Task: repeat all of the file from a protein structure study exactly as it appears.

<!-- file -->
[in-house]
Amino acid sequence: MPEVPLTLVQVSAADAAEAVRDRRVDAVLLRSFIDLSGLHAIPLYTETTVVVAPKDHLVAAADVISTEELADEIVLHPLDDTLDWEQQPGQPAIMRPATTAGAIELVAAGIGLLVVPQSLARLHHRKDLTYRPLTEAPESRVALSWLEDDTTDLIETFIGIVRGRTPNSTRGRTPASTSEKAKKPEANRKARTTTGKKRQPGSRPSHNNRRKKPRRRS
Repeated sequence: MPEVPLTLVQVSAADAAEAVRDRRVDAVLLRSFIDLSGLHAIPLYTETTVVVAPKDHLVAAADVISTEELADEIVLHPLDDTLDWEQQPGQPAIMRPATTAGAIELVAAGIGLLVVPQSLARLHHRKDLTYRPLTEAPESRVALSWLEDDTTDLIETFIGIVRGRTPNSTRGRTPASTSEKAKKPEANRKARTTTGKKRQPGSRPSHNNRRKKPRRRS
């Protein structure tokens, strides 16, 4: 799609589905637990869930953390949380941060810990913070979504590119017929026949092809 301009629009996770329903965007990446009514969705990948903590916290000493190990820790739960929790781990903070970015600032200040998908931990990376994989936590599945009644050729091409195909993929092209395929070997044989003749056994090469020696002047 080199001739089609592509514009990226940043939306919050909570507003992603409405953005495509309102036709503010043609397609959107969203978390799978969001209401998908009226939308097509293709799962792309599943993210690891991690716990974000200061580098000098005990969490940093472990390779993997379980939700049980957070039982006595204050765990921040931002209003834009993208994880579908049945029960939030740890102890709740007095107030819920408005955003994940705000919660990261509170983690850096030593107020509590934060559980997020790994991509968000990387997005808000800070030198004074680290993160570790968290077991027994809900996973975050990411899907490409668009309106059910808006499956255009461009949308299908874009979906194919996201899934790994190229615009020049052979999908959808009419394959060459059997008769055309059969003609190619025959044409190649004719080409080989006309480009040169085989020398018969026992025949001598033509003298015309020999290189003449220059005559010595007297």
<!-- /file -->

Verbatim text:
[in-house]
Amino acid sequence: MPEVPLTLVQVSAADAAEAVRDRRVDAVLLRSFIDLSGLHAIPLYTETTVVVAPKDHLVAAADVISTEELADEIVLHPLDDTLDWEQQPGQPAIMRPATTAGAIELVAAGIGLLVVPQSLARLHHRKDLTYRPLTEAPESRVALSWLEDDTTDLIETFIGIVRGRTPNSTRGRTPASTSEKAKKPEANRKARTTTGKKRQPGSRPSHNNRRKKPRRRS
Repeated sequence: MPEVPLTLVQVSAADAAEAVRDRRVDAVLLRSFIDLSGLHAIPLYTETTVVVAPKDHLVAAADVISTEELADEIVLHPLDDTLDWEQQPGQPAIMRPATTAGAIELVAAGIGLLVVPQSLARLHHRKDLTYRPLTEAPESRVALSWLEDDTTDLIETFIGIVRGRTPNSTRGRTPASTSEKAKKPEANRKARTTTGKKRQPGSRPSHNNRRKKPRRRS
């Protein structure tokens, strides 16, 4: 799609589905637990869930953390949380941060810990913070979504590119017929026949092809 301009629009996770329903965007990446009514969705990948903590916290000493190990820790739960929790781990903070970015600032200040998908931990990376994989936590599945009644050729091409195909993929092209395929070997044989003749056994090469020696002047 080199001739089609592509514009990226940043939306919050909570507003992603409405953005495509309102036709503010043609397609959107969203978390799978969001209401998908009226939308097509293709799962792309599943993210690891991690716990974000200061580098000098005990969490940093472990390779993997379980939700049980957070039982006595204050765990921040931002209003834009993208994880579908049945029960939030740890102890709740007095107030819920408005955003994940705000919660990261509170983690850096030593107020509590934060559980997020790994991509968000990387997005808000800070030198004074680290993160570790968290077991027994809900996973975050990411899907490409668009309106059910808006499956255009461009949308299908874009979906194919996201899934790994190229615009020049052979999908959808009419394959060459059997008769055309059969003609190619025959044409190649004719080409080989006309480009040169085989020398018969026992025949001598033509003298015309020999290189003449220059005559010595007297």